To calculate the multiple context work, take into account the time you spend on activities which take under an hour to finalize (on a weekly basis). Check how long each one takes and add them up – don’t ignore even the smallest tasks which take 15 or 30 minutes to do. Subsequently, group similar tasks together, like sending emails – you can decide to respond to emails solely at 4 pm instead of replying to every single one instantly. Such an approach will leave you more time for focus work. 

With all that in mind, let’s answer a question:

Why can these metrics be tricky and how to avoid mistakes in measuring and interpreting them? 

In the case of deep work, there are a few reasons. For starters, you can’t see how many emails & messages were sent during the, seemingly, >60-minute long time streaks. And emails should also be counted as deep work time interruptions. 

Secondly, if you calculate the empty time slots only, you could be missing calendar events especially reserved for deep work. This means you should look at all events where there is a single attendant. As you can see, the number of deep work hours is not enough to give you genuine results. We also recommend cross-referring it with time slots reserved for multiple context work, where your employees get the chance to complete smaller tasks in bulk.

In the case of multiple context work, it can be challenging to calculate it properly, if you fail to spot the small time slots that are left empty in the calendar. You should start off by subtracting deep work from individual work time, and – next – count the time left between calendar events. Given that people spend 10 hours a week, on average, answering emails, you can assume that part of the empty slots in the calendar is dedicated to multiple context work.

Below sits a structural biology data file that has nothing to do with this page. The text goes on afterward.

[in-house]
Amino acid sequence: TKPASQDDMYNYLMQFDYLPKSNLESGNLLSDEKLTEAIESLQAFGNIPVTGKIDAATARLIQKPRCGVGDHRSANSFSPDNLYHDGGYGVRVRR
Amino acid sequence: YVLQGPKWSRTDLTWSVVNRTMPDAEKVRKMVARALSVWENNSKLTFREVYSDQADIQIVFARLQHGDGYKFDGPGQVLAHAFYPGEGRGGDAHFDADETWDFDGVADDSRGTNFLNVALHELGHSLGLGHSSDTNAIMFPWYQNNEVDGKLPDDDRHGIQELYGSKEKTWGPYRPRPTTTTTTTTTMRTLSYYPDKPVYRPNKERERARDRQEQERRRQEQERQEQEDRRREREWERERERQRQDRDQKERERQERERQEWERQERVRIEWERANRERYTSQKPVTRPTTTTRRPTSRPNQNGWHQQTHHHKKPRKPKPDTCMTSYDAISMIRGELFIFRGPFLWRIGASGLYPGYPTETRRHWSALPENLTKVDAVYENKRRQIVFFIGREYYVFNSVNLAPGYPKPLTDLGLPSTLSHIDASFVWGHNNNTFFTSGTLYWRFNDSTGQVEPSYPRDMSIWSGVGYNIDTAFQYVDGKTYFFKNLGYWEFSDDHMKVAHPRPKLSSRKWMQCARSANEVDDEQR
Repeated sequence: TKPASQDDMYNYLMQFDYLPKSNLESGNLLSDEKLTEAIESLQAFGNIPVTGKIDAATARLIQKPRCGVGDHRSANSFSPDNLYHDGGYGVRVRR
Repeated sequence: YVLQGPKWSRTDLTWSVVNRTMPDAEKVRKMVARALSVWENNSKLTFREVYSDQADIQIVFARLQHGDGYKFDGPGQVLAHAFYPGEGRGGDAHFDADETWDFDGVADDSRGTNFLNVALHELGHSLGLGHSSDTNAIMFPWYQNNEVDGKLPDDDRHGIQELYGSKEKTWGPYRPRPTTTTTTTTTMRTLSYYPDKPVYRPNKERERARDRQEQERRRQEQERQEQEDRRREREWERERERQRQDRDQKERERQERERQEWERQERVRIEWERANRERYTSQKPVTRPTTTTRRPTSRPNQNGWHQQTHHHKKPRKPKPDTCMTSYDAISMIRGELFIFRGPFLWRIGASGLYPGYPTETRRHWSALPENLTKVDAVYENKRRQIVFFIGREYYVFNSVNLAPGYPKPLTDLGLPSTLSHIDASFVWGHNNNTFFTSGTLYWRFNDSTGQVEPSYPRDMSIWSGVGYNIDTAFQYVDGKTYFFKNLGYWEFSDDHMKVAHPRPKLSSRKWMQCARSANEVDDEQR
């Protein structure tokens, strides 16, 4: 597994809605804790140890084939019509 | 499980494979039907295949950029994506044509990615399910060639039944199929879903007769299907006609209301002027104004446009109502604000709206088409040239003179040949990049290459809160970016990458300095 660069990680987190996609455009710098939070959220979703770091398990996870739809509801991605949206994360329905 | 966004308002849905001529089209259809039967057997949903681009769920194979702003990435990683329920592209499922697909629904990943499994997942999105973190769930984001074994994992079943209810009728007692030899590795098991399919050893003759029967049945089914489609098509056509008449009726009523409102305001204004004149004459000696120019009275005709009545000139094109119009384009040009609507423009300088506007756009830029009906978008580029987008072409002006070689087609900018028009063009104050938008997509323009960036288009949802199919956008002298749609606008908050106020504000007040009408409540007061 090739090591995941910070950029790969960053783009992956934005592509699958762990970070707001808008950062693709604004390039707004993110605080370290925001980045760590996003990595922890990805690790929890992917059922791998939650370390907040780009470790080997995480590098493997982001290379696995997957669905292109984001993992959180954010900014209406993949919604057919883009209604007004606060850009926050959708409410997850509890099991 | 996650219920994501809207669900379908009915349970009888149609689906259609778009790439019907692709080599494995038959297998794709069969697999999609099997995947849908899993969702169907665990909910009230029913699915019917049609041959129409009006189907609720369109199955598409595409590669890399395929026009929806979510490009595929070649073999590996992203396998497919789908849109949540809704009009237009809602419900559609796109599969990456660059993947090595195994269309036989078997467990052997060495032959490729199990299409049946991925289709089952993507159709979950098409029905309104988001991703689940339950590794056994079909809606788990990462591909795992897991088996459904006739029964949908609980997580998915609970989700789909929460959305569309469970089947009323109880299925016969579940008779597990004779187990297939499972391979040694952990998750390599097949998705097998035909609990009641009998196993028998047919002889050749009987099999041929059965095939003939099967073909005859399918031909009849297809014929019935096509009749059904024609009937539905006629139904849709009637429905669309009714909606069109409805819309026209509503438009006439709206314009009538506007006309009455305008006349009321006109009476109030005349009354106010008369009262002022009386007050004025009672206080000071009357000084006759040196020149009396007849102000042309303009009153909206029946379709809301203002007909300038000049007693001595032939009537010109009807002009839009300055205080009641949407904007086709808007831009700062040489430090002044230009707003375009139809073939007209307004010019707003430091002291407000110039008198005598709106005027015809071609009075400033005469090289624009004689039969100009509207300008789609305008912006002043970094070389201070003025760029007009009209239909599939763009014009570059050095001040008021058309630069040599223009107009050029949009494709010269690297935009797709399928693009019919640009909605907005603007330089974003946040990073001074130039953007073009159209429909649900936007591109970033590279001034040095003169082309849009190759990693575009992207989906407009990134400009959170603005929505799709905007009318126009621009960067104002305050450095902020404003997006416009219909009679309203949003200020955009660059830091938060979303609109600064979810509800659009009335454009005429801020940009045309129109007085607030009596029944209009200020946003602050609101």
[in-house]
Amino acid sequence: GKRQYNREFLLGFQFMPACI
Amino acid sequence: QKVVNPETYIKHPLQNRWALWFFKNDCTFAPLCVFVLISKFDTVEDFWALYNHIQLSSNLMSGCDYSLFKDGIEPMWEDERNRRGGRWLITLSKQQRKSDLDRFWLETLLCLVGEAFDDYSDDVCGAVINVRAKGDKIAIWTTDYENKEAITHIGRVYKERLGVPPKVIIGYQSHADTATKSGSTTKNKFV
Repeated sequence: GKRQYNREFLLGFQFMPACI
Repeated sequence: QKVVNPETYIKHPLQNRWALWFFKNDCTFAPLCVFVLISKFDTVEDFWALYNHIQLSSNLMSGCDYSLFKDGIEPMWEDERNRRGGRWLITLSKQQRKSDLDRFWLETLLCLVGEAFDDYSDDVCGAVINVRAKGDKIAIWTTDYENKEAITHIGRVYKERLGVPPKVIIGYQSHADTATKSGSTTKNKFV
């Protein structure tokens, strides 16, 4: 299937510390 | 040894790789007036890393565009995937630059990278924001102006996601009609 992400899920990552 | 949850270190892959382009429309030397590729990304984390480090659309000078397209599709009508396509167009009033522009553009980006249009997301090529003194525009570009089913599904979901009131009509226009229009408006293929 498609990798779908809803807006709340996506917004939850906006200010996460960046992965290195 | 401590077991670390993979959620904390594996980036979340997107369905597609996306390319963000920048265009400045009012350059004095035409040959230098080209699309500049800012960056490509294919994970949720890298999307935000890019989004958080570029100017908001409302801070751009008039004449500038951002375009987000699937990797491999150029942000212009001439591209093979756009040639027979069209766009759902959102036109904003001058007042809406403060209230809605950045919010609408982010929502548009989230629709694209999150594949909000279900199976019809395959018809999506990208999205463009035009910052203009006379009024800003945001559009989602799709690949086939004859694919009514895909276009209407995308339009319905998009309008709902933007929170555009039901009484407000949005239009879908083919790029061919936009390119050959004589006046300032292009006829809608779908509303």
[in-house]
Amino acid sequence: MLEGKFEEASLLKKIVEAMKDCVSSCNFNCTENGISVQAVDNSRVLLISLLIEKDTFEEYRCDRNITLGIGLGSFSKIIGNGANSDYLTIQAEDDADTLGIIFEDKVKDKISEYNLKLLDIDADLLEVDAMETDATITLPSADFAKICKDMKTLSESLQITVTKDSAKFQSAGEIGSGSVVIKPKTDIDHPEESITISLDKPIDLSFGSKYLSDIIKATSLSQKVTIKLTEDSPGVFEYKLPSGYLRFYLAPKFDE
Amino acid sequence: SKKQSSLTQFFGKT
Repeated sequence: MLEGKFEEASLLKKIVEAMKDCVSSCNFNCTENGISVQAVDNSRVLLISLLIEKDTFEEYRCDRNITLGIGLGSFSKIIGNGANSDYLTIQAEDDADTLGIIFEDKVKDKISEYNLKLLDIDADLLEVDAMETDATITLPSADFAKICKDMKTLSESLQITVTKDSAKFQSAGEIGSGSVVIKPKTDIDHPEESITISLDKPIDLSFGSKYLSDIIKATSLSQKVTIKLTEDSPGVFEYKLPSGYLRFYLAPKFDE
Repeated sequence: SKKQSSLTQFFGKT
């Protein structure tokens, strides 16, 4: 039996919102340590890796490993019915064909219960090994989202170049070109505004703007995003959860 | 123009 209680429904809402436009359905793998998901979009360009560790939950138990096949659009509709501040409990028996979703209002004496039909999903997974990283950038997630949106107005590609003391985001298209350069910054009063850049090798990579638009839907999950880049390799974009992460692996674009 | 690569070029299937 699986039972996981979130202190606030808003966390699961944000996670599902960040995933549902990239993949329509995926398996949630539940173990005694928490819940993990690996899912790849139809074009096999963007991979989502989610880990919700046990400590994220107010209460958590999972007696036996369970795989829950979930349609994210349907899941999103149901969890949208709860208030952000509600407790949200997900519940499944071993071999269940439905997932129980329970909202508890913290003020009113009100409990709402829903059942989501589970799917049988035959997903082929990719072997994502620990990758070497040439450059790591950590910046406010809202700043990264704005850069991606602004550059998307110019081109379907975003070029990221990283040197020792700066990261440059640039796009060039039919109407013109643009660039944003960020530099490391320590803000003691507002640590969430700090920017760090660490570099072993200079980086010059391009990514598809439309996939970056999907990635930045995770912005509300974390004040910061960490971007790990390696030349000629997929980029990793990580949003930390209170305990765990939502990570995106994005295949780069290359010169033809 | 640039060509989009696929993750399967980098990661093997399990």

How can modifying collaboration design based on the above data impact your business?

The fewer multiple-context interruptions we’re exposed to, and the more time we have for deep focus work, the better. Remember that deep work is the main factor impacting productivity. Thus being, try to organize your work day in such a way to have all your meetings during the first or second part of the day to be able to focus on deep work for the remaining time. The same goes for multiple context work – it’s worth reserving a time slot in the calendar to get them done at once. In terms of team collaboration – make sure to sync with each other daily, however, for no more than 4 hours. 

Final remarks

As we’ve discussed above, deep work and multiple context time are two metrics that let you assess productivity and perceived sustainability among employees. They are best analyzed jointly, as they give you an overview of the deep work/multiple context work time and point to any areas that require improvement.

If you’d like to see how you can effectively measure your focus time metrics for various teams, reach out. Network Perspective offers you a bird’s eye view of your teams and organization so you can increase efficiency and collaboration.

September 22, 2021